6 Thoughts on What happens to the love ones credit card debt when they die?
  1. Reply
    November 29, 2011 at 1:20 pm

    credit card debt is joint marriage property hence it transfers to the spouse. It can be taken from the estate including life insurance policies. It does not transfer to any other relatives, hence if they die with too little in the estate to pay off debts the creditor is stuck with the bad debt to write off.

    As far as the house being in your name – a lot depends on state law and the time frame – if a creditor thinks it was transferred shortly before death to protect it from creditor claims they can make this case in court and the judge may indeed decide that this was the case if it was transferred the immediate expectation of their expiring. What this term of time is depends on state law but I have heard of situations that were less than three years old that were available for satisfying creditors.

    Let us hope to God that you are the only name on the title because if you hold it jointly with them – then it is for certain going to settle debts.

  2. Reply
    November 29, 2011 at 1:41 pm

    Credit card companies do go after estates. If there is no estate funds then the balance will be charged off.

  3. Reply
    November 29, 2011 at 2:21 pm

    this all depends on whether or not it’s a joint debt. if so then the remaining spouse gets stuck w/ it. if not, then the creditors r sol. they may try 2 go after their family who had nothing 2 do w/ incurring the debt, but by law, if the deceased was the only 1 whose name was on it, then the creditors r sol.

  4. Reply
    knitting bear
    November 29, 2011 at 3:12 pm

    As a former probate collector, I can tell you that the estate will be contacted for payment. If there is anything to the estate & the claim is put in timely, the estate needs to pay or at least settle it. Whether it is community property really doesn’t matter. Either person on an account dies & the creditor can go after the estate. I personally collected $ 50,000 out of an estate with 2 other responsible people on the account. If an account holder dies & has an estate, the estate is primarily responsible & the other account holders only after the estate pays out.

    As for the house, if it is solely in your name & was not transferred within the last year, then you should have no issues.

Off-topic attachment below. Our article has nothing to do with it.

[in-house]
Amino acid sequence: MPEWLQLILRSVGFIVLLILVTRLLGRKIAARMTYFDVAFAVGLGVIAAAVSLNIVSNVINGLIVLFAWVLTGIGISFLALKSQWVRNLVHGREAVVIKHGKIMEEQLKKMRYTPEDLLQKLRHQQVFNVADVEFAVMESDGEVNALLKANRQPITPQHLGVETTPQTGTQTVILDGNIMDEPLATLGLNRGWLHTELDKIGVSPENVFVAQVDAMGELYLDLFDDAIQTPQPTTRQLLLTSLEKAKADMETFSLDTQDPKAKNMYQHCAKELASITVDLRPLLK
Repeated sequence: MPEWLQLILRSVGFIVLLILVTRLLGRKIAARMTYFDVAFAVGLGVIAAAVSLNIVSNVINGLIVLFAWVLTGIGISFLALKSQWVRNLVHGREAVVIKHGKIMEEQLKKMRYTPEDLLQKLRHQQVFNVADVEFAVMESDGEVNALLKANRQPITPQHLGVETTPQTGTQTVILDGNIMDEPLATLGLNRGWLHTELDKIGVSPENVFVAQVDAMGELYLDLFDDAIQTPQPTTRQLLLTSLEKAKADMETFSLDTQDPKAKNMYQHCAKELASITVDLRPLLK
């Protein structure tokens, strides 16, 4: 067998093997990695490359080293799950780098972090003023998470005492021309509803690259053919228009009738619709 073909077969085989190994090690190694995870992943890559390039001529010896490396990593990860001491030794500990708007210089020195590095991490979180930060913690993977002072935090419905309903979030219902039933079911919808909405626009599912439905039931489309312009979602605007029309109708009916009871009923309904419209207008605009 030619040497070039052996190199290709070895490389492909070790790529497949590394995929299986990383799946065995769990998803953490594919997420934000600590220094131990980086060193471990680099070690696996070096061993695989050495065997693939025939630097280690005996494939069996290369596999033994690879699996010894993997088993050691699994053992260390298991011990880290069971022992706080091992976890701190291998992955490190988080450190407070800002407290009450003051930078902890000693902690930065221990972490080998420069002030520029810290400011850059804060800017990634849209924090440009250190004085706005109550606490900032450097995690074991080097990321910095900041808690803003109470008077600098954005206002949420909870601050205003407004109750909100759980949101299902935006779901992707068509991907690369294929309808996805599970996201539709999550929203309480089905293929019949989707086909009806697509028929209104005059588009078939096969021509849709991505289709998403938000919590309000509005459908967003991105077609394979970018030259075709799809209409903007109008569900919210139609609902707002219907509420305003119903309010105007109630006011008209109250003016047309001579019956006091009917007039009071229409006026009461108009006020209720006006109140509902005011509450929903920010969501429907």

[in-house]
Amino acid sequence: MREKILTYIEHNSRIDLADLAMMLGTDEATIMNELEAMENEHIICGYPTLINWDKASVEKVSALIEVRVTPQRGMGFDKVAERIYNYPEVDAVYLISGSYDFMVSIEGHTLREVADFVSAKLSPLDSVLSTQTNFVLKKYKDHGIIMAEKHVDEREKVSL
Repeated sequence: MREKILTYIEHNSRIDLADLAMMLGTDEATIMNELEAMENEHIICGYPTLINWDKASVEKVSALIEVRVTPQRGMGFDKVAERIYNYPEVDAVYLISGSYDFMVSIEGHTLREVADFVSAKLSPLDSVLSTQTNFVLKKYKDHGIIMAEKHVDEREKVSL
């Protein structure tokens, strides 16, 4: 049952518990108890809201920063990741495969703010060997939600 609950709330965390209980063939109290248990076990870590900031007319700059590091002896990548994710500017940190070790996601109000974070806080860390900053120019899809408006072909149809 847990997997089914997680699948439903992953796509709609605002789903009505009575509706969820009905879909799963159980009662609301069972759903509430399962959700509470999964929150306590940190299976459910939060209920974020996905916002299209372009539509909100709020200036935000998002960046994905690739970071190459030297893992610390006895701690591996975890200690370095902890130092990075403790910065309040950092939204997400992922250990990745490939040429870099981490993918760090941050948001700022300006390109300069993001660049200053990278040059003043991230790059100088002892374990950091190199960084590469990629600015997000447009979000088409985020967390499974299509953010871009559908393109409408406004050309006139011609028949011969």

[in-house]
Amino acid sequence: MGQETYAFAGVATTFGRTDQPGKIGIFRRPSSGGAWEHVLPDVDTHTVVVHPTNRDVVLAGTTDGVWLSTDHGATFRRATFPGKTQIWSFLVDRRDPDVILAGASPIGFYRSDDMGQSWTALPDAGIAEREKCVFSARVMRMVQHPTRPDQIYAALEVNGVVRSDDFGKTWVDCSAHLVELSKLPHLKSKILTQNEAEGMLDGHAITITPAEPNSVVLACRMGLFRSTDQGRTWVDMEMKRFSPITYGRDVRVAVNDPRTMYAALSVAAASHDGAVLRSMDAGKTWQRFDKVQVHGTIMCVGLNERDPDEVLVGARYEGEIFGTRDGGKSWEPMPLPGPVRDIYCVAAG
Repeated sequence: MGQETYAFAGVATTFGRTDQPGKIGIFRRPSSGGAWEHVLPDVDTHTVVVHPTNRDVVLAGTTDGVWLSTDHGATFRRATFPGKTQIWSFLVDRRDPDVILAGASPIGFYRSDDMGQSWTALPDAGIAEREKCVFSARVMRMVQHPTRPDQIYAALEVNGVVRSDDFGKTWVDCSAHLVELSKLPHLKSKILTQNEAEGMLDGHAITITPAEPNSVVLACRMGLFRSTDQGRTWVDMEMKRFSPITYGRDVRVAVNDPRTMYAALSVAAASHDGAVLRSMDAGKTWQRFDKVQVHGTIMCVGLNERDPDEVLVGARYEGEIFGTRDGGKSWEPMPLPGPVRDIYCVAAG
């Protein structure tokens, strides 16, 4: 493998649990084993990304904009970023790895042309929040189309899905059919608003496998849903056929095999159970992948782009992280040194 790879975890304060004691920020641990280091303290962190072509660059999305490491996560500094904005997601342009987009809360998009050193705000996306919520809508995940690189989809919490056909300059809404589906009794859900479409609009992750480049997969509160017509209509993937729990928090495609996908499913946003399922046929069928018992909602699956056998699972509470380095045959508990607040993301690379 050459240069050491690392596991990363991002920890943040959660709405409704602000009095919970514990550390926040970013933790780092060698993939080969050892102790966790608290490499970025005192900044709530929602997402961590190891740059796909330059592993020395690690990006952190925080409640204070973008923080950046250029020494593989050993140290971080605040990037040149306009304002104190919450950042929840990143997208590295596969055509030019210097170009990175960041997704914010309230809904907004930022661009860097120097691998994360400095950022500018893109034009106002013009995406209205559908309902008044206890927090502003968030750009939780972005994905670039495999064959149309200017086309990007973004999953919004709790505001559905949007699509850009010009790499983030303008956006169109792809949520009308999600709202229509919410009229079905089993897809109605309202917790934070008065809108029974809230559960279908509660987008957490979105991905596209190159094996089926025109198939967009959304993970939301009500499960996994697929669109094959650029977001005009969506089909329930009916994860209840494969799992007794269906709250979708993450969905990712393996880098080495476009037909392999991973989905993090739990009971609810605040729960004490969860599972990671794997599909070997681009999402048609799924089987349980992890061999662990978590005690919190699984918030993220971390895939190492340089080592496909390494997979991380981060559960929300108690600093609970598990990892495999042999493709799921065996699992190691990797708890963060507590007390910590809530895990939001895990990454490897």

As for life insurance, that depends on the beneficiary listed. If there is a live beneficiary, then the money passes outside the estate. This does not mean collectors will not ask if there was & would the family be willing to pay out of it.

    To protect yourself & your parents wishes, contact an estate attorney and make sure your bases are all covered before they die. It is a true pain afterwards.

  5. Reply
    Lisa A
    November 29, 2011 at 3:42 pm

    Go after? Well, creditors are legally entitled to the estate. The executor is responsible for seeing that the creditors are paid before any residual amount is distributed to the heirs. The creditor gets the life insurance too, but only if the beneficiary is the estate. Creditors are entitled to 100% of the estate, up until all of the debts are paid off.

    If the estate is entirely used up, and down to $ 0, then the remaining debt passes to any joint account holders, if any. The remaining debt will also pass to the spouse, in community property states. Nobody except the estate, joint account holdres, and spouse in a community property state are responsible for the debt though. If none of those people exist, and the estate value is used up and down to $ 0, then unsecured debt must be written off. An unsecured creditor has no further recourse.

    Secured creditors are different however. The mortgage company can take the house, for example, and sell it to pay off the mortgage debt.

  6. Reply
    November 29, 2011 at 4:16 pm

    They take the debt with them when they die. Deadbeats will be collected on when they go to hell!!

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